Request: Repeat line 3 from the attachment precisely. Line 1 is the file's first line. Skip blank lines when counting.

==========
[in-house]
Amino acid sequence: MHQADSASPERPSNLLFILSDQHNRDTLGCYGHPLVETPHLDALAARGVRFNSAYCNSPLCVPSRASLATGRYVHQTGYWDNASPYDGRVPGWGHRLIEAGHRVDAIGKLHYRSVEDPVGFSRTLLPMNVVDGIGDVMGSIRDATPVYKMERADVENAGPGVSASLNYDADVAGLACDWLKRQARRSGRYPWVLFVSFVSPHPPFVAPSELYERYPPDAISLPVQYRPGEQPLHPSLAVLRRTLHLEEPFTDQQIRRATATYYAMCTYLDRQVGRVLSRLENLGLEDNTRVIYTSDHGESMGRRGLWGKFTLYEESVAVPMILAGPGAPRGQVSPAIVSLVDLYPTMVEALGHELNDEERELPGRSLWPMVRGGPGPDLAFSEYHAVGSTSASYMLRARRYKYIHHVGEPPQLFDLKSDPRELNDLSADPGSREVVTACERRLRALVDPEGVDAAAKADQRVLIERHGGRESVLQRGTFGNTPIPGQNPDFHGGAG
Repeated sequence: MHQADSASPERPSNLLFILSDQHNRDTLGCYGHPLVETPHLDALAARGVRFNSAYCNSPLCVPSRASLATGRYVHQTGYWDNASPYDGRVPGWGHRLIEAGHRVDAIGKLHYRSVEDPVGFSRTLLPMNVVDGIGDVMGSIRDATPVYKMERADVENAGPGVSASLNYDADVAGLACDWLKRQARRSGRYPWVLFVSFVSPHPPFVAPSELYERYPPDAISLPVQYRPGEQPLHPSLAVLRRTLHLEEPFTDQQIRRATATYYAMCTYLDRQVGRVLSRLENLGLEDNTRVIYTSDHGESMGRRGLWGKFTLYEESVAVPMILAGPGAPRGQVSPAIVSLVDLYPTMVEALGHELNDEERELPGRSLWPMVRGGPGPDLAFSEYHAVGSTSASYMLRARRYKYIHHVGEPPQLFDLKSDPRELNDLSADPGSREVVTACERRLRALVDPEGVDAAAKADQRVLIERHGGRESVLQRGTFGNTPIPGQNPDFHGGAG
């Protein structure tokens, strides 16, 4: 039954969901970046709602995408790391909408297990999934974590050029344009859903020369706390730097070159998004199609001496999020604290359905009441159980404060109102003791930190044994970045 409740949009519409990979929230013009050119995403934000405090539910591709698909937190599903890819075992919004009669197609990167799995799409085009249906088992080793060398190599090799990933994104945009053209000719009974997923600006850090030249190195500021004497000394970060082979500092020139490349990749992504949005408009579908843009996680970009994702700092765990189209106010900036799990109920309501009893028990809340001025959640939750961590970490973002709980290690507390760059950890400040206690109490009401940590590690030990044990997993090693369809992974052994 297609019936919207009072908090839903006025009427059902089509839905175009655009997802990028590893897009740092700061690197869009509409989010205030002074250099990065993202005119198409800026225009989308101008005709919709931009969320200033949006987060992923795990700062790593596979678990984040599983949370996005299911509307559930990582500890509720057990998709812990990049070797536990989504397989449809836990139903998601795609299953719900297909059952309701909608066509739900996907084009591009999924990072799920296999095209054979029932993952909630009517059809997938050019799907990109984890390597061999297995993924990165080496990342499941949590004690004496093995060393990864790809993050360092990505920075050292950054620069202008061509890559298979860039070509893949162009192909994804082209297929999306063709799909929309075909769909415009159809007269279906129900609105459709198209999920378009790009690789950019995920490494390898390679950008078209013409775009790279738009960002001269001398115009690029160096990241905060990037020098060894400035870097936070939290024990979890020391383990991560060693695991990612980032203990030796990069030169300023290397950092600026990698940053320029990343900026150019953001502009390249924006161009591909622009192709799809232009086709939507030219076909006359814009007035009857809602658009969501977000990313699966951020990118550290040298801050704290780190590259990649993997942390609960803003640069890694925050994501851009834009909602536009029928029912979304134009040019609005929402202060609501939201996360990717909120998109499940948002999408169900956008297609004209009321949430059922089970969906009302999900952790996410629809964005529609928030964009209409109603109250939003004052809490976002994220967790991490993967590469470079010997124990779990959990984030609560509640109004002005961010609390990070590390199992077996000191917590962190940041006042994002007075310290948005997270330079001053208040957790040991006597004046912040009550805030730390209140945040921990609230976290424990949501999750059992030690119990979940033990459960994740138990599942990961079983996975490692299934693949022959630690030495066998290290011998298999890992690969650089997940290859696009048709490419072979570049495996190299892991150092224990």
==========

Repeated sequence: MHQADSASPERPSNLLFILSDQHNRDTLGCYGHPLVETPHLDALAARGVRFNSAYCNSPLCVPSRASLATGRYVHQTGYWDNASPYDGRVPGWGHRLIEAGHRVDAIGKLHYRSVEDPVGFSRTLLPMNVVDGIGDVMGSIRDATPVYKMERADVENAGPGVSASLNYDADVAGLACDWLKRQARRSGRYPWVLFVSFVSPHPPFVAPSELYERYPPDAISLPVQYRPGEQPLHPSLAVLRRTLHLEEPFTDQQIRRATATYYAMCTYLDRQVGRVLSRLENLGLEDNTRVIYTSDHGESMGRRGLWGKFTLYEESVAVPMILAGPGAPRGQVSPAIVSLVDLYPTMVEALGHELNDEERELPGRSLWPMVRGGPGPDLAFSEYHAVGSTSASYMLRARRYKYIHHVGEPPQLFDLKSDPRELNDLSADPGSREVVTACERRLRALVDPEGVDAAAKADQRVLIERHGGRESVLQRGTFGNTPIPGQNPDFHGGAG